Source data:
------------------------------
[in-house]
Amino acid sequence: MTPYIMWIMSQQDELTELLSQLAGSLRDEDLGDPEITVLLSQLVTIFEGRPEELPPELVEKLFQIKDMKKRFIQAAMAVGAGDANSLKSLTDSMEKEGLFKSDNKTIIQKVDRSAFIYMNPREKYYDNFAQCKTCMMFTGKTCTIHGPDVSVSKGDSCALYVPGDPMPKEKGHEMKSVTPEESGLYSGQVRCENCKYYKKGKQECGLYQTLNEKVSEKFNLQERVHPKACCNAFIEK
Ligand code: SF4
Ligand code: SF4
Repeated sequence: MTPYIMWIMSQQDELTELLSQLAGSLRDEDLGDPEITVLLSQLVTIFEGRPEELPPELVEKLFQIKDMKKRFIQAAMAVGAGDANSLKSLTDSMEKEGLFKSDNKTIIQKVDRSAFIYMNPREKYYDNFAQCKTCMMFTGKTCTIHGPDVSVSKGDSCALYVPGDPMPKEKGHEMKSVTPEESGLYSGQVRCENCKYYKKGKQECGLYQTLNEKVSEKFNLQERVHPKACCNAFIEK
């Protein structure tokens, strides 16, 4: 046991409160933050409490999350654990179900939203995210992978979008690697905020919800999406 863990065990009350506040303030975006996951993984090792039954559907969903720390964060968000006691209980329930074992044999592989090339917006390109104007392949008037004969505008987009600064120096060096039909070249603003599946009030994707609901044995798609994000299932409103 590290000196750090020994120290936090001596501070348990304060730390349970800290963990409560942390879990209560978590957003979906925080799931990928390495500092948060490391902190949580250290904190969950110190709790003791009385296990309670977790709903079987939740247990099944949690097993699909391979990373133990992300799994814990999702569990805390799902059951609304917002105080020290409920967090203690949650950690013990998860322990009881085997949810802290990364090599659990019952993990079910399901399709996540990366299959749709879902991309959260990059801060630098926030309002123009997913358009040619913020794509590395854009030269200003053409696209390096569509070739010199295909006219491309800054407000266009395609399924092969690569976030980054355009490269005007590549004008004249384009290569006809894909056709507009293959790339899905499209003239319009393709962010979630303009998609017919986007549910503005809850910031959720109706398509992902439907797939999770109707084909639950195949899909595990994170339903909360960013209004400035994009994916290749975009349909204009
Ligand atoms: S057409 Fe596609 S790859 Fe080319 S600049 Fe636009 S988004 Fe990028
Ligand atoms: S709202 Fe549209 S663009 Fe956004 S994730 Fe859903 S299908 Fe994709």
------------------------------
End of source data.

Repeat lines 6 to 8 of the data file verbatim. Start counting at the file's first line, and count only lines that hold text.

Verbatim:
């Protein structure tokens, strides 16, 4: 046991409160933050409490999350654990179900939203995210992978979008690697905020919800999406 863990065990009350506040303030975006996951993984090792039954559907969903720390964060968000006691209980329930074992044999592989090339917006390109104007392949008037004969505008987009600064120096060096039909070249603003599946009030994707609901044995798609994000299932409103 590290000196750090020994120290936090001596501070348990304060730390349970800290963990409560942390879990209560978590957003979906925080799931990928390495500092948060490391902190949580250290904190969950110190709790003791009385296990309670977790709903079987939740247990099944949690097993699909391979990373133990992300799994814990999702569990805390799902059951609304917002105080020290409920967090203690949650950690013990998860322990009881085997949810802290990364090599659990019952993990079910399901399709996540990366299959749709879902991309959260990059801060630098926030309002123009997913358009040619913020794509590395854009030269200003053409696209390096569509070739010199295909006219491309800054407000266009395609399924092969690569976030980054355009490269005007590549004008004249384009290569006809894909056709507009293959790339899905499209003239319009393709962010979630303009998609017919986007549910503005809850910031959720109706398509992902439907797939999770109707084909639950195949899909595990994170339903909360960013209004400035994009994916290749975009349909204009
Ligand atoms: S057409 Fe596609 S790859 Fe080319 S600049 Fe636009 S988004 Fe990028
Ligand atoms: S709202 Fe549209 S663009 Fe956004 S994730 Fe859903 S299908 Fe994709």